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Moscow Tightens Squeeze on Foreign Media, Others.

Russian Prime Minister Mikhail Mishustin presents the government's annual report at a session of the State Duma, the country's lower house of parliament, in Moscow, on April 7, 2022.

The lower house of Russia's parliament has given initial approval to a bill further tightening the country’s laws against "foreign agents", at a time when President Vladimir Putin has warned the Russian people to watch out for traitors.

The State Duma bill, which passed 346 - 17 at its first of three readings, says any person who receives financial or any other kind of support from abroad can be designated a foreign agent.

The bill also introduces a new category of "persons affiliated with a foreign agent." Co-author Andrei Lugovoy said this could include relatives of foreign agents or others who helped them carry out their activities.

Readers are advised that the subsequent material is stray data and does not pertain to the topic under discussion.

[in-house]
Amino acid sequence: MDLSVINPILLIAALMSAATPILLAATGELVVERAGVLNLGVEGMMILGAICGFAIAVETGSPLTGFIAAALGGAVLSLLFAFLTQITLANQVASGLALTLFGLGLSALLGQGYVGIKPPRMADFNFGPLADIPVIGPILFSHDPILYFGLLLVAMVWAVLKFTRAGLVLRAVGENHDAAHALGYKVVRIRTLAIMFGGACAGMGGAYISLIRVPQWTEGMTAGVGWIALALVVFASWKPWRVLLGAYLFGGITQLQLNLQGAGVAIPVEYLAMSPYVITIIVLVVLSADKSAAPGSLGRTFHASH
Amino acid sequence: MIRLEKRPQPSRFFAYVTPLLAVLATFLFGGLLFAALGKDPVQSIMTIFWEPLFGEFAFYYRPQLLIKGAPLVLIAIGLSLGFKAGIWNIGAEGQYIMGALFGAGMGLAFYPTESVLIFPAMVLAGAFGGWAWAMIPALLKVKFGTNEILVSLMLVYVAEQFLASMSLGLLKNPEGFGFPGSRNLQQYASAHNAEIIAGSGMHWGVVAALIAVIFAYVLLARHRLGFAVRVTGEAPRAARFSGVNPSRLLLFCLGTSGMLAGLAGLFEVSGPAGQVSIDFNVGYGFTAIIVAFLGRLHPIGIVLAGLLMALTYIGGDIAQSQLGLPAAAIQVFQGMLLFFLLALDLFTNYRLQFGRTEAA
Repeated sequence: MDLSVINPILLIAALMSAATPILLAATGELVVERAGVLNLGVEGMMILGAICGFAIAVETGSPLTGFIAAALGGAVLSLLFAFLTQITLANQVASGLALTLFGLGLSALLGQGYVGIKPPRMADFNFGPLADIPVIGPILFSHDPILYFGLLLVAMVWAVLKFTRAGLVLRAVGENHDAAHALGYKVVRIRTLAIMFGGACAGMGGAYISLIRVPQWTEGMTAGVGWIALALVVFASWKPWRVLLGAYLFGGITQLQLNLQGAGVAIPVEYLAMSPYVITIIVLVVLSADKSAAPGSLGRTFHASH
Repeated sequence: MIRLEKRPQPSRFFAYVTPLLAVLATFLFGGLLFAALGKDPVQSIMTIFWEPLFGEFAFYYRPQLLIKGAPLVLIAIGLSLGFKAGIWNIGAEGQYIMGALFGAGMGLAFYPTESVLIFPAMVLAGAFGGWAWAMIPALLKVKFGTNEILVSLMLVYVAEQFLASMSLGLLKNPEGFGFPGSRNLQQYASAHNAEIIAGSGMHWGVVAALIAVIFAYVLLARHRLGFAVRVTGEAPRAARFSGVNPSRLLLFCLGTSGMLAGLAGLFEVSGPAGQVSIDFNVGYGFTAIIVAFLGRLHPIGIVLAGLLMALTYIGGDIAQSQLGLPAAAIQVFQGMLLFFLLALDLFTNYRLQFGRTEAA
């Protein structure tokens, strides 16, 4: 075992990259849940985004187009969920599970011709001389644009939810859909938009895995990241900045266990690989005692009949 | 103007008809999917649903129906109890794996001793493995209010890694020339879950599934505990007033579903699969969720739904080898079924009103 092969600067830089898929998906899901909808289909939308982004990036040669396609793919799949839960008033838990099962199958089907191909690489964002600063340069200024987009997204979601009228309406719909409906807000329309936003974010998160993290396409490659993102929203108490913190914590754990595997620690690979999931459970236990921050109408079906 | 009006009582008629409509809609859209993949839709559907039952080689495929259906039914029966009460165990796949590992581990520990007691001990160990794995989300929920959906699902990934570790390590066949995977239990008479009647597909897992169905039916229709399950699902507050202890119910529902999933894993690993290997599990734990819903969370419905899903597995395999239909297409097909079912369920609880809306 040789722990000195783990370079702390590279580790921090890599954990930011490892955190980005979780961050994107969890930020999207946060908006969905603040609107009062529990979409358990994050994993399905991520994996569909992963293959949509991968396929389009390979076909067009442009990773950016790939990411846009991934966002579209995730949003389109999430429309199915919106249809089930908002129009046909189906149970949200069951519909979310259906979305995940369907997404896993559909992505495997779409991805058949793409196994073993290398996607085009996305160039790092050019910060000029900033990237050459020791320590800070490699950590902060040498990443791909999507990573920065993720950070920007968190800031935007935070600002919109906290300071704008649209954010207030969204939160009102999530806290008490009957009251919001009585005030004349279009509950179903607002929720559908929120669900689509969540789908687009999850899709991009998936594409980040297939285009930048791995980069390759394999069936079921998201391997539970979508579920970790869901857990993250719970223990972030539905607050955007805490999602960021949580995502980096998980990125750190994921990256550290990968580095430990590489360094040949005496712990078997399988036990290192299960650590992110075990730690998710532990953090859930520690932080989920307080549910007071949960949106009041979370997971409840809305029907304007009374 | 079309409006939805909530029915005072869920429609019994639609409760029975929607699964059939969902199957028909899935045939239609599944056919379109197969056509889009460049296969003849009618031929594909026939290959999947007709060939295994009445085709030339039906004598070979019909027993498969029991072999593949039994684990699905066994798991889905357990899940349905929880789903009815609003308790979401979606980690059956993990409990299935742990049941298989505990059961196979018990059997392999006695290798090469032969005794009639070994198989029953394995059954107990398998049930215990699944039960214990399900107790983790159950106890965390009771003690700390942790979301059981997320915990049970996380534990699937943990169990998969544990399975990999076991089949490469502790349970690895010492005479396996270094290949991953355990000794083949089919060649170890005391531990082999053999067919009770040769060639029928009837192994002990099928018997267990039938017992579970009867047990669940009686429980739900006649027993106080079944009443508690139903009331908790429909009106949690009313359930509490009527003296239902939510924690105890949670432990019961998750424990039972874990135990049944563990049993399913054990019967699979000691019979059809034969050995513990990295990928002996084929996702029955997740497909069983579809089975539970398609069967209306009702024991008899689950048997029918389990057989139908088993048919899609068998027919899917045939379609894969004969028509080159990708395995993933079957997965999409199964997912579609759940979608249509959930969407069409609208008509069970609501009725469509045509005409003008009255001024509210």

Under the bill, Russia’s media watchdog Roskomnadzor will have the right to block foreign agents’ websites at the request of the Ministry of Justice without a court decision.

Lugovoy accused various unnamed Russian public figures of having received "special training" in the United Kingdon, which he accused of seeking to destroy Russia from within.

Foreign agents are required by law to label any publications, including on social media, with a lengthy disclaimer, regularly report on their income and spending, and undergo financial audits.

"Naturally, those organizations that engage in Russia's internal affairs for foreign money must be under the most severe control. Period. We have hundreds, if not thousands of materials on such organisations," said Adalbi Shkhagoshev, a deputy from Vladimir Putin's dominant United Russia party.

The tightening of the "foreign agents" law comes nearly 15 weeks into Russia's war in Ukraine. President Putin said in March that the West was trying to use a "fifth column" to undermine the country and declared that Russians "will always be able to distinguish the true patriots from the scum and the traitors".

Russia’s first law on foreign agents was adopted in 2012. It has since been expanded to include non-profit organizations, media outlets and individual Russian citizens including journalists and activists.

At present, the list includes 166 individuals and legal entities. The designation has been used to target media outlets including the Voice of America, German broadcaster Deutsche Welle, independent news site Mediazona and the Dozhd TV channel.